The fate of the man who confessed to gunning down nine people in a Charleston church soon will be in a jury’s hands.
Deliberations began Thursday afternoon in the Dylann Roof murder trial after attorneys made closing arguments.
Roof, 22, a self-declared white supremacist, has admitted to last year’s killings at Emanuel African Methodist Episcopal Church. Now, after watching an on-camera confession by Roof, jurors could decide not just whether he’s legally guilty, but also whether he should get the death penalty.
“He needs to be held accountable for every bullet,” Assistant U.S. Attorney Nathan Williams told the jury, emphasizing what he said was the depth of Roof’s hatred.
“The parishioners could not have seen the hatred in his heart,” Williams said. “He sat and waited until they were at their most vulnerable.”
Family members of the victims sobbed as Williams spoke.
Defense attorney David Bruck said Williams was correct about the events.
“Why, why did Dylann Roof do this?” Bruck said. “What was the explanation?”
Bruck asked the jury to “look beyond the surface” and to ask, “Is there something more to this story?”
The closing arguments come after a week of dramatic arguments and chilling testimony about the June 2015 massacre.
Prosecutors presented Roof as a “cold and calculating” killer. Jurors saw a witness whose son was killed sobbing on the stand. They heard an FBI agent read a series of Roof’s racist writings. And they watched a video of Roof laughing after admitting he killed the victims.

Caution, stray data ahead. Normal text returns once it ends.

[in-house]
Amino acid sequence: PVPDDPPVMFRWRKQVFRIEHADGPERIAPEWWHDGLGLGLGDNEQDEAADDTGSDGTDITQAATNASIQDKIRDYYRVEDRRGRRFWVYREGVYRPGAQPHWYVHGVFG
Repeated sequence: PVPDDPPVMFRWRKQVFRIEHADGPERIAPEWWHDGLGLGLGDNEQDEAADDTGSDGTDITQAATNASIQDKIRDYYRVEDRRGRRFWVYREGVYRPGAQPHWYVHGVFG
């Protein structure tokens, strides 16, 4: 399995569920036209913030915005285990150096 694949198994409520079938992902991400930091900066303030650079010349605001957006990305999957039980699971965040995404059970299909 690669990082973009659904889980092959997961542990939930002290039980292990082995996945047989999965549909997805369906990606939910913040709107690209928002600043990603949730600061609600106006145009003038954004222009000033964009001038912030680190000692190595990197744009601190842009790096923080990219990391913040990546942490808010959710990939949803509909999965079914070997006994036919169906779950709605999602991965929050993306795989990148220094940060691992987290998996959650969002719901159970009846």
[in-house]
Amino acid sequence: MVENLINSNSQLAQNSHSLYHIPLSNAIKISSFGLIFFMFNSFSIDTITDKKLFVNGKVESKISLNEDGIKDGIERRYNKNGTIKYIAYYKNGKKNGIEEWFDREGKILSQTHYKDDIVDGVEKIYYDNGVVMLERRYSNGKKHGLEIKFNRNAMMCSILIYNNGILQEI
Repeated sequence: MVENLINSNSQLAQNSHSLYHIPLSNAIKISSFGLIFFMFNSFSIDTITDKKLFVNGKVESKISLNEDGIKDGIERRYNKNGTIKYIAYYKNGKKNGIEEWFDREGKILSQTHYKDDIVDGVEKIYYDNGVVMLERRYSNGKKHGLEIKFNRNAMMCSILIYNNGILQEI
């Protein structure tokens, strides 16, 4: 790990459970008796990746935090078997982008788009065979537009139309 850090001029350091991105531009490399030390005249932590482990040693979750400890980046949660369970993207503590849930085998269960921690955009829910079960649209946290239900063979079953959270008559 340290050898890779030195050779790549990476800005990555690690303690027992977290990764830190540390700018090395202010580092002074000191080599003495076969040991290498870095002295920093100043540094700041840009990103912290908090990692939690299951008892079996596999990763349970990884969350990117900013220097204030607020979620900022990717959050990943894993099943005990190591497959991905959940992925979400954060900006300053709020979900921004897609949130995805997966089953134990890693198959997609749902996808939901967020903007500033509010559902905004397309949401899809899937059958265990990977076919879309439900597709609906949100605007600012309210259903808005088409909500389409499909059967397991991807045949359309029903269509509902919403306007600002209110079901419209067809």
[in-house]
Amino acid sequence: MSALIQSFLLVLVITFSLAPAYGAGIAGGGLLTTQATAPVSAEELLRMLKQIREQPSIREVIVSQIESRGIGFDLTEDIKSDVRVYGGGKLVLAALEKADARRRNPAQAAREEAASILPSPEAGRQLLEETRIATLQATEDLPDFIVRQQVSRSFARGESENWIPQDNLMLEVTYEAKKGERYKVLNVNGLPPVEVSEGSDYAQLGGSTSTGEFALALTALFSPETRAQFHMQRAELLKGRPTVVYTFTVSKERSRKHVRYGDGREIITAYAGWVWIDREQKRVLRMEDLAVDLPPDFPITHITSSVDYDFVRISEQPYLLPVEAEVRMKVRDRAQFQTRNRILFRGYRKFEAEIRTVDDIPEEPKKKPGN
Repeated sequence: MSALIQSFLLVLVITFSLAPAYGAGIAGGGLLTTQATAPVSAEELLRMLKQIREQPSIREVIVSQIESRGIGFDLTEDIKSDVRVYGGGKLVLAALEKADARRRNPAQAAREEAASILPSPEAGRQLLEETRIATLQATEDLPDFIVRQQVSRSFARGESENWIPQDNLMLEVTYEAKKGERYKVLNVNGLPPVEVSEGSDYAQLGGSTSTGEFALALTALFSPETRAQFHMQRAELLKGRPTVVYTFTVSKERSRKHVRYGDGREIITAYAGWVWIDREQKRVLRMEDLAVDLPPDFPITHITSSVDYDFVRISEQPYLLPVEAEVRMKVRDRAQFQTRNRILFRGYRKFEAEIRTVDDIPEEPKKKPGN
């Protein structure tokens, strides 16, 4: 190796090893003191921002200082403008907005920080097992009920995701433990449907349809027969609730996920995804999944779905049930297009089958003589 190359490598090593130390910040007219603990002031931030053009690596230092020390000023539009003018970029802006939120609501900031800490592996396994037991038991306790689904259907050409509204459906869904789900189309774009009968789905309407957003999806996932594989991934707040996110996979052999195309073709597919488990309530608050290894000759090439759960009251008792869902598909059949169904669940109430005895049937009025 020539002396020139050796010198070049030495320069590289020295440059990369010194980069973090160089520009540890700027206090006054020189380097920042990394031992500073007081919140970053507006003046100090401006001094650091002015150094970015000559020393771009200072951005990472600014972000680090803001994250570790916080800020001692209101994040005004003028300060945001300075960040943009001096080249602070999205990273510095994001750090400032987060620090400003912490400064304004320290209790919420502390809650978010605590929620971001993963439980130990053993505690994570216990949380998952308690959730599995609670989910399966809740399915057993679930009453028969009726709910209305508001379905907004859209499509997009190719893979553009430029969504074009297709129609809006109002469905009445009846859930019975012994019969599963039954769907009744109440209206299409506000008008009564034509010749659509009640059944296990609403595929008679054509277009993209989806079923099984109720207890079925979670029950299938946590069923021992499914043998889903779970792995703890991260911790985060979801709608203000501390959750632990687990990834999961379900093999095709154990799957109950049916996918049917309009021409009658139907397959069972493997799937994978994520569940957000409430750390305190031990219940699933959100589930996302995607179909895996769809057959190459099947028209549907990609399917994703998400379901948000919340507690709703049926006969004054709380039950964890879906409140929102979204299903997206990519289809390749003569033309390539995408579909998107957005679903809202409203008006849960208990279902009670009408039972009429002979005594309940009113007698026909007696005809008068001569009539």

The defense did not call any witnesses, and Roof did not testify.
Jurors may hear directly from Roof later. If he’s convicted, the sentencing phase of his trial would start in early January. And Roof has said he wants to represent himself in that part of the case.
Roof has pleaded not guilty to 33 federal charges, including:
• Nine counts of violating the Hate Crime Act resulting in death
• Nine counts of use of a firearm to commit murder during and in relation to a crime of violence
• Nine counts of obstruction of exercise of religion resulting in death
• Three counts of violating the Hate Crime Act involving an attempt to kill
• Three counts of obstruction of exercise of religion involving an attempt to kill and use of a dangerous weapon
Roof also faces nine counts of murder and other charges in the state court system. His trial in that case is also scheduled to start in January.